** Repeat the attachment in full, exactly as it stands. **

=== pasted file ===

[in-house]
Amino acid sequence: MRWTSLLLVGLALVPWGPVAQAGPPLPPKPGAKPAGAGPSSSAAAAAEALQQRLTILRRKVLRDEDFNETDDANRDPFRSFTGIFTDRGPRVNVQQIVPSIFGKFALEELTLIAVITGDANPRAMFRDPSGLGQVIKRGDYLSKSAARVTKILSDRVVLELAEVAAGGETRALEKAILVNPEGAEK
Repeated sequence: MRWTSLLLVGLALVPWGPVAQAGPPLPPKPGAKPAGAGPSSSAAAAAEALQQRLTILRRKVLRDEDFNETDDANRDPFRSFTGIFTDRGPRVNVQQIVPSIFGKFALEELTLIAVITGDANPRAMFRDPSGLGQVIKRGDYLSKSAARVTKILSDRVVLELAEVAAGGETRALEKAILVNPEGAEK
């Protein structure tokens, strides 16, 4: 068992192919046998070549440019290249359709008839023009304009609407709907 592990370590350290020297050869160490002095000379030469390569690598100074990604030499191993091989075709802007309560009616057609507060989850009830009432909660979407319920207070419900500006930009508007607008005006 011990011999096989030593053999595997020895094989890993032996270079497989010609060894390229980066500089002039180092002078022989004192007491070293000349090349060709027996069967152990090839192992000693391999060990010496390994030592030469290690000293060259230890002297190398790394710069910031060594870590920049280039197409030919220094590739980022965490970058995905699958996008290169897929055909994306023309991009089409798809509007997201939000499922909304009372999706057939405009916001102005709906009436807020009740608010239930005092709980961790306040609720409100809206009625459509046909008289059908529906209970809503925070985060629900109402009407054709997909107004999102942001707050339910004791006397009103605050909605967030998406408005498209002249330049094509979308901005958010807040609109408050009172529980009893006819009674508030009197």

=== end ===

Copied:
[in-house]
Amino acid sequence: MRWTSLLLVGLALVPWGPVAQAGPPLPPKPGAKPAGAGPSSSAAAAAEALQQRLTILRRKVLRDEDFNETDDANRDPFRSFTGIFTDRGPRVNVQQIVPSIFGKFALEELTLIAVITGDANPRAMFRDPSGLGQVIKRGDYLSKSAARVTKILSDRVVLELAEVAAGGETRALEKAILVNPEGAEK
Repeated sequence: MRWTSLLLVGLALVPWGPVAQAGPPLPPKPGAKPAGAGPSSSAAAAAEALQQRLTILRRKVLRDEDFNETDDANRDPFRSFTGIFTDRGPRVNVQQIVPSIFGKFALEELTLIAVITGDANPRAMFRDPSGLGQVIKRGDYLSKSAARVTKILSDRVVLELAEVAAGGETRALEKAILVNPEGAEK
């Protein structure tokens, strides 16, 4: 068992192919046998070549440019290249359709008839023009304009609407709907 592990370590350290020297050869160490002095000379030469390569690598100074990604030499191993091989075709802007309560009616057609507060989850009830009432909660979407319920207070419900500006930009508007607008005006 011990011999096989030593053999595997020895094989890993032996270079497989010609060894390229980066500089002039180092002078022989004192007491070293000349090349060709027996069967152990090839192992000693391999060990010496390994030592030469290690000293060259230890002297190398790394710069910031060594870590920049280039197409030919220094590739980022965490970058995905699958996008290169897929055909994306023309991009089409798809509007997201939000499922909304009372999706057939405009916001102005709906009436807020009740608010239930005092709980961790306040609720409100809206009625459509046909008289059908529906209970809503925070985060629900109402009407054709997909107004999102942001707050339910004791006397009103605050909605967030998406408005498209002249330049094509979308901005958010807040609109408050009172529980009893006819009674508030009197």